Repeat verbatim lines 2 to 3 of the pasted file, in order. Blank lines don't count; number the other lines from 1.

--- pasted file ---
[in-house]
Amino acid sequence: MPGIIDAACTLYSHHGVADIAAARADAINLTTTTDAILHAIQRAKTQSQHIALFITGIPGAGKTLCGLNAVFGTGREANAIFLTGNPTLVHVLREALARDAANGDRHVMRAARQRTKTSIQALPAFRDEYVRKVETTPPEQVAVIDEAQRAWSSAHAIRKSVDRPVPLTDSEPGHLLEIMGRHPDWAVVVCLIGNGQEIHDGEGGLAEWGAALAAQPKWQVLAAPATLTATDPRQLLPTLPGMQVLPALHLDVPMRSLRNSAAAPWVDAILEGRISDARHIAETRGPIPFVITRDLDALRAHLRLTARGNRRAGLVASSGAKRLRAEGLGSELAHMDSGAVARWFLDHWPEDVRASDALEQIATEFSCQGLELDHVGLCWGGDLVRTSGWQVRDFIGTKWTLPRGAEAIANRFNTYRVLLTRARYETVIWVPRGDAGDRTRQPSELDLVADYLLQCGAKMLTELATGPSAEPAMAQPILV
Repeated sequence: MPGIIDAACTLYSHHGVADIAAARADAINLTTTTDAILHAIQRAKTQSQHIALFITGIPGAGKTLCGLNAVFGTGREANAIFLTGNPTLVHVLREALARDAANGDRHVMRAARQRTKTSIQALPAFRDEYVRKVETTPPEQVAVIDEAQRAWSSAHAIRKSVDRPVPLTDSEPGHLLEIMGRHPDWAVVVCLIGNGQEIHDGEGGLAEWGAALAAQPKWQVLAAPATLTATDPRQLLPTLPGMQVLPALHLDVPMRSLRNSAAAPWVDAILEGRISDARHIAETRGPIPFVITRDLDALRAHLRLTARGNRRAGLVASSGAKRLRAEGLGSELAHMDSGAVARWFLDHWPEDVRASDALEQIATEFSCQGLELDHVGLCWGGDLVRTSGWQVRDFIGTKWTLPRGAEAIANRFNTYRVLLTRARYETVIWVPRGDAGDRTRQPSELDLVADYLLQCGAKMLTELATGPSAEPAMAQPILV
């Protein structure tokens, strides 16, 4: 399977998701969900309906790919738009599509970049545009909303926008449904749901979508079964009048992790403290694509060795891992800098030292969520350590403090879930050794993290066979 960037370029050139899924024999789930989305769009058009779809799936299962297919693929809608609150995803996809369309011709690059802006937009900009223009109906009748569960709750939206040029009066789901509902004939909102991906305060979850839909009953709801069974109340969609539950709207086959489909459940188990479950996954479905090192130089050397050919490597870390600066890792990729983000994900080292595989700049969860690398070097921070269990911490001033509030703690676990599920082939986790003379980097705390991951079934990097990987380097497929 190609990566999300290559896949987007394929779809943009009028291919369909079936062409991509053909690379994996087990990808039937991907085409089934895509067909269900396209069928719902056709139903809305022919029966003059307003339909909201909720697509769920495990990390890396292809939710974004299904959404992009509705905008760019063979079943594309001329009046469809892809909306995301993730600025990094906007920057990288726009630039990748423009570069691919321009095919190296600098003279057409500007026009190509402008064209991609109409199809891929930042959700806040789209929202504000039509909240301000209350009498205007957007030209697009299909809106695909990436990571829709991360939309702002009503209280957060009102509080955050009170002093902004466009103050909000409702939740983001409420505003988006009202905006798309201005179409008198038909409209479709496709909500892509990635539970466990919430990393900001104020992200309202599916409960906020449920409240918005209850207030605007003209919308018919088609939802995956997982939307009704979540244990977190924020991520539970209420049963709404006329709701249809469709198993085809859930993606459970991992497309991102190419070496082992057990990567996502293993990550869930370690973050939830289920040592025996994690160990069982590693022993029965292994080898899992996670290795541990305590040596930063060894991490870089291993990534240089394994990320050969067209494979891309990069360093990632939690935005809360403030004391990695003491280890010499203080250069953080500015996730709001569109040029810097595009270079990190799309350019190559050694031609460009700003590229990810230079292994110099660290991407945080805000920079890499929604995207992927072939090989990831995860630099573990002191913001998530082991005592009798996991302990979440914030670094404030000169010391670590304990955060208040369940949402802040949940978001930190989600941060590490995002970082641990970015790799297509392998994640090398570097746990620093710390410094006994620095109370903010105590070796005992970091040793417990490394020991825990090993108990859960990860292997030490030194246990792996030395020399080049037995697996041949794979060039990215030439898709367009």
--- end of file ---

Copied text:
Amino acid sequence: MPGIIDAACTLYSHHGVADIAAARADAINLTTTTDAILHAIQRAKTQSQHIALFITGIPGAGKTLCGLNAVFGTGREANAIFLTGNPTLVHVLREALARDAANGDRHVMRAARQRTKTSIQALPAFRDEYVRKVETTPPEQVAVIDEAQRAWSSAHAIRKSVDRPVPLTDSEPGHLLEIMGRHPDWAVVVCLIGNGQEIHDGEGGLAEWGAALAAQPKWQVLAAPATLTATDPRQLLPTLPGMQVLPALHLDVPMRSLRNSAAAPWVDAILEGRISDARHIAETRGPIPFVITRDLDALRAHLRLTARGNRRAGLVASSGAKRLRAEGLGSELAHMDSGAVARWFLDHWPEDVRASDALEQIATEFSCQGLELDHVGLCWGGDLVRTSGWQVRDFIGTKWTLPRGAEAIANRFNTYRVLLTRARYETVIWVPRGDAGDRTRQPSELDLVADYLLQCGAKMLTELATGPSAEPAMAQPILV
Repeated sequence: MPGIIDAACTLYSHHGVADIAAARADAINLTTTTDAILHAIQRAKTQSQHIALFITGIPGAGKTLCGLNAVFGTGREANAIFLTGNPTLVHVLREALARDAANGDRHVMRAARQRTKTSIQALPAFRDEYVRKVETTPPEQVAVIDEAQRAWSSAHAIRKSVDRPVPLTDSEPGHLLEIMGRHPDWAVVVCLIGNGQEIHDGEGGLAEWGAALAAQPKWQVLAAPATLTATDPRQLLPTLPGMQVLPALHLDVPMRSLRNSAAAPWVDAILEGRISDARHIAETRGPIPFVITRDLDALRAHLRLTARGNRRAGLVASSGAKRLRAEGLGSELAHMDSGAVARWFLDHWPEDVRASDALEQIATEFSCQGLELDHVGLCWGGDLVRTSGWQVRDFIGTKWTLPRGAEAIANRFNTYRVLLTRARYETVIWVPRGDAGDRTRQPSELDLVADYLLQCGAKMLTELATGPSAEPAMAQPILV